Sundry other issues- Some of which were the review of our current by-laws, committee structure, succession planning, signage, our new town history, continuation of oral history interviews and their transcriptions, potential grant applications, the Luther Cody glass negative collection and future planning. Interest in being a Trustee? Let’s talk!
Clearly, we have many areas on which to focus and would welcome you to assist, volunteer, or contribute support to any area you might find of interest. Visit us at www.canterburyhistory.org or email us at canterbury.nh.historical.society@gmail.com

CHS cohosts birthday celebration at Canterbury Shaker Village

Celebrating-225-years-of-Canterbury-Shaker-Village

On Sunday July 9th, 2017 from 3-5PM the Canterbury Shaker Village will be celebrating their 225th anniversary!  As part of their acknowledgement of the town and it’s citizens that have supported them all these years, they have asked the Canterbury Historical Society to co-host the event.  All Village staff members and CHS board members will be present to meet and greet, and our new book will be for sale.  All Canterbury residents can visit the Village for free this day, and continuing for the duration of 2017!

The birthday celebration will include their famous rosewater cake and sarsaparilla ice cream floats serenaded with music by local fiddler and contra dance caller,  Dudley Laufman.  Attendees will be given a gift of a bookmark produced on their antique letter-press.

Canterbury Shaker Village birthday bash

Sunday, July 9th 3-5PM

free admission for all Canterbury residents for the entire 2017 season!  Check in at the visitors center.

 

Book signing LAUNCH event

Sunday June 25th from 1:00PM to 4:00PM  @ the Canterbury Elementary School

The Historical Society is pleased to announce a “Launch Party” celebrating the publication of a new history of Canterbury which chronicles the events, people and ideas that shaped the town’s history in the 20th Century. Over 200 people were involved in the project over the span of four years. Author Kathryn Grover, a noted writer and historian, was engaged to write the history which is titled, “Staying Small in a Century of Growth”. The well known Peter Randall Publishers of Portsmouth was engaged to handle all the publishing details. Ms. Grover has produced a very readable, enjoyable and comprehensive history that stands apart from most others.

All are invited to attend the “Launch”, to hear Kathryn Grover’s story of how she wrote the history, answer questions about the book and of course, to sign copies. Books will be available that day for purchase. We look forward to seeing you there!

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Read more about the book here…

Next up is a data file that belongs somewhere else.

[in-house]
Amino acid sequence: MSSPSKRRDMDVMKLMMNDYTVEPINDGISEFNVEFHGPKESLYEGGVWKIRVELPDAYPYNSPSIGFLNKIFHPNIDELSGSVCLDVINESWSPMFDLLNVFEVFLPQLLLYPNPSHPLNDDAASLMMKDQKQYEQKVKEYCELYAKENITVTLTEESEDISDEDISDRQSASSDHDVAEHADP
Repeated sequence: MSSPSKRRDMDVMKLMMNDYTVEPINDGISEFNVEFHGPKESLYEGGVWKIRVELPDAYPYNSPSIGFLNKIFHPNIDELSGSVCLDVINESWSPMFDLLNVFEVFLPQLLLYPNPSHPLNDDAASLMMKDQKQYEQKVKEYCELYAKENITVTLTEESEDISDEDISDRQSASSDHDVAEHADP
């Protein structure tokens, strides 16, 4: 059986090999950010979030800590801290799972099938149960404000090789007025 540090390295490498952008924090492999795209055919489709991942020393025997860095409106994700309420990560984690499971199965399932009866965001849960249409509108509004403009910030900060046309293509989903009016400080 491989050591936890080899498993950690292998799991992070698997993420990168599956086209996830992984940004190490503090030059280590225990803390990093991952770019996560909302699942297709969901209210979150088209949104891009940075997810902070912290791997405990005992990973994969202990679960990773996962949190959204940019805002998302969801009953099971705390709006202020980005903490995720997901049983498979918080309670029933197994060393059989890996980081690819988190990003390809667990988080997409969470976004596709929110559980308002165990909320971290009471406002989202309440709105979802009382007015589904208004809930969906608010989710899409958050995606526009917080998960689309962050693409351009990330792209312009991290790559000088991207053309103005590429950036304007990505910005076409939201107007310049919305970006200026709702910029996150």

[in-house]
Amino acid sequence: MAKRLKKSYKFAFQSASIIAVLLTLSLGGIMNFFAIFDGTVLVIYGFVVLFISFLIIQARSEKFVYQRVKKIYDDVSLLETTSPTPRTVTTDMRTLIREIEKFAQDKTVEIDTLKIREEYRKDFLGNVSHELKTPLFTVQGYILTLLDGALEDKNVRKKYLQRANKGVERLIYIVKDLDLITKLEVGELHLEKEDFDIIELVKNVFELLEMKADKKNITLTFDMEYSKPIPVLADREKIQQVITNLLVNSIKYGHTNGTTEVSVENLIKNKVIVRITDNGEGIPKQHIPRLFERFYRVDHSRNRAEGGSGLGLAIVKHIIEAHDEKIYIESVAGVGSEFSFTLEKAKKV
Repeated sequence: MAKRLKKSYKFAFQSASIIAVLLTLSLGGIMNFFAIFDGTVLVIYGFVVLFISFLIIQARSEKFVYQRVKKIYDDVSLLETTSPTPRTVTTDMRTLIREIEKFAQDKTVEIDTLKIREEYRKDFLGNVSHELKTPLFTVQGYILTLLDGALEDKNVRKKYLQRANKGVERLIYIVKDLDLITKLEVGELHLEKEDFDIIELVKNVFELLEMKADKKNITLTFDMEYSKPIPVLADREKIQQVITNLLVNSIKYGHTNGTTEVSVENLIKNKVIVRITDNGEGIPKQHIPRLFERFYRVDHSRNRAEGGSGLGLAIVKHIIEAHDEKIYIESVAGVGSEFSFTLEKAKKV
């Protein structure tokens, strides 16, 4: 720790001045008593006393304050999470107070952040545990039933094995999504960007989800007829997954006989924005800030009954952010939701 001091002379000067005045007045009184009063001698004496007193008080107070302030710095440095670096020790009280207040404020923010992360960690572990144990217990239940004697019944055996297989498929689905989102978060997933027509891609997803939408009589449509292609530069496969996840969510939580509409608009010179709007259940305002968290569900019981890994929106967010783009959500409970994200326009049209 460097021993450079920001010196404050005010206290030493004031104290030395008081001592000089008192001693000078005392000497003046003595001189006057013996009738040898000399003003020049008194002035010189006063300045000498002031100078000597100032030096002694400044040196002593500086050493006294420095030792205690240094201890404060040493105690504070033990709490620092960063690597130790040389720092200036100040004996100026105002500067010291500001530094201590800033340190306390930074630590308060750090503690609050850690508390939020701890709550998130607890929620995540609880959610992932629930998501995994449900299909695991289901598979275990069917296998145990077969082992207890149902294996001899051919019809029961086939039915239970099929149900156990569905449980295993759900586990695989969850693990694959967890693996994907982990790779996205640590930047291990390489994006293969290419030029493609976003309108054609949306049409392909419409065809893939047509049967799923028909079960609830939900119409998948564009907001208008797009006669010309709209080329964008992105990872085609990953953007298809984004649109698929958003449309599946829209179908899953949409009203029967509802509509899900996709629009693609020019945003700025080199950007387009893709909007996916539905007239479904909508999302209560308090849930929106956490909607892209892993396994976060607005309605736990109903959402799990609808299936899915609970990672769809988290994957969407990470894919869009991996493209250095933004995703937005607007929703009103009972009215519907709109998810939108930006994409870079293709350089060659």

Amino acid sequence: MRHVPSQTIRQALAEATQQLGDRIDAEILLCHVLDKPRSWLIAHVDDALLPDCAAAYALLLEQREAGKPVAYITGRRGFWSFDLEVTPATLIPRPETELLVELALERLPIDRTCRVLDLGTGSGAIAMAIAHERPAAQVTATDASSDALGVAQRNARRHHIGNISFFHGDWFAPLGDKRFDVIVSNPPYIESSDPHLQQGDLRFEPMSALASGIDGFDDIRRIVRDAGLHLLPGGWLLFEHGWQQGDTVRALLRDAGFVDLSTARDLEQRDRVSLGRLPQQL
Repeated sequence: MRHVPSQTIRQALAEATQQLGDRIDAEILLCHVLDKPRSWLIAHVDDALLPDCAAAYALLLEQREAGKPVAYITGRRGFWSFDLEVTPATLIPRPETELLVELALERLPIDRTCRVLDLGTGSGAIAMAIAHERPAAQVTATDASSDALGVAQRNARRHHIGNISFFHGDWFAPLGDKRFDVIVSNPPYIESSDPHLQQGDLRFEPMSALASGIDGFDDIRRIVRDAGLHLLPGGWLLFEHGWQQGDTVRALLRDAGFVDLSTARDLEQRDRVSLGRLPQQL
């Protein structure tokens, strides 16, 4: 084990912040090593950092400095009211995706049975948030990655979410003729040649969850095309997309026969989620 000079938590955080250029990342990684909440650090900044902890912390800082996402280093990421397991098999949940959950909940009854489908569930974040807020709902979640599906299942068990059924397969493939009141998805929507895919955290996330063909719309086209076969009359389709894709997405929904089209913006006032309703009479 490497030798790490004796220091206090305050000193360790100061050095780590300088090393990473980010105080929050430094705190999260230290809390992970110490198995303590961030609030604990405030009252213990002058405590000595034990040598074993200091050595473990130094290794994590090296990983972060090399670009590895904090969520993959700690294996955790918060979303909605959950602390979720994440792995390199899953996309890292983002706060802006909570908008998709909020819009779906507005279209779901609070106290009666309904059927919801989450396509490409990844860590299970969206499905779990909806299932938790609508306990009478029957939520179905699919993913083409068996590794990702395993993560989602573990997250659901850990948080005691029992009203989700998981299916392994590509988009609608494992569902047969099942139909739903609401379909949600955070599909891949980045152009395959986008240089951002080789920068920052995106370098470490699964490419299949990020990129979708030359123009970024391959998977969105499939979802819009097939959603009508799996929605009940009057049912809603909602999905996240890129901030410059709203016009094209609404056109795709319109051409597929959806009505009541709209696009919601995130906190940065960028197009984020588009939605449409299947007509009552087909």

“I’ve been working on the railroad”; talk and new exhibit!

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Before the days of Interstate 93, tractor trailer trucks, and personal automobiles, the railroad was the lifeline that connected Canterbury to the world. Although long gone and mostly forgotten now, Canterbury once had a vibrant railroad system that included multiple trains running through town each day delivering passengers, mail, food, merchandise, and freight to the Canterbury railroad stations that no longer exist. These same trains also hauled out of town local produce including as milk, lumber, ice, and young recruits headed for service in WWII.

On Sunday April 30th at 1:00 at the Canterbury Parish House, local historian Mark Stevens is presenting a program entitled, “I’ve Been Working On The Railroad”.  It will feature old photos, historic research, and the stories that he gathered from interviewing old timers that remembered riding the rails and waiting for the train at the depot.  Mark has spent 5 years gathering all this information and has retraced the rail lines.  The photos of his discoveries coupled with historic photos he uncovered are a valuable and interesting part of our state history.

Immediately following Mark’s talk will be the opening of CHS’s newest exhibit “A trip through time on the Canterbury Railroad” that showcases many of the artifacts Mark came across plus many more photos. The exhibit will be across the road at the Elkin’s Memorial Building.

Canterbury artisans to speak 10/2

david-and-tom-collageYou are invited!  The David Lamb and Tom McLaughlin program.

The Canterbury Historical Society is pleased to be presenting a program by NH Furniture Masters and long term residents David Lamb and Tom McLaughlin on Sunday, Oct. 2nd at 2PM in the Town Hall. David and Tom will be showcasing several of their personal design developments accomplished over the past twenty years and they will be featuring a number of master works that they’ve created from the same, rare Cuban mahogany tree that they purchased together some time ago. If you enjoy seeing examples of extraordinary furniture and learning more about the levels of skill and commitment require to make it, you should mark your calendars.

Admission is free, but as always your support is essential and your donations will be greatly appreciated.

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Tom McLaughlin

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Tom McLaughlin

David Lamb
David Lamb; photo by Bill Truslow

david-and-tom-collage
David Lamb and Tom McLaughlin of Canterbury, NH.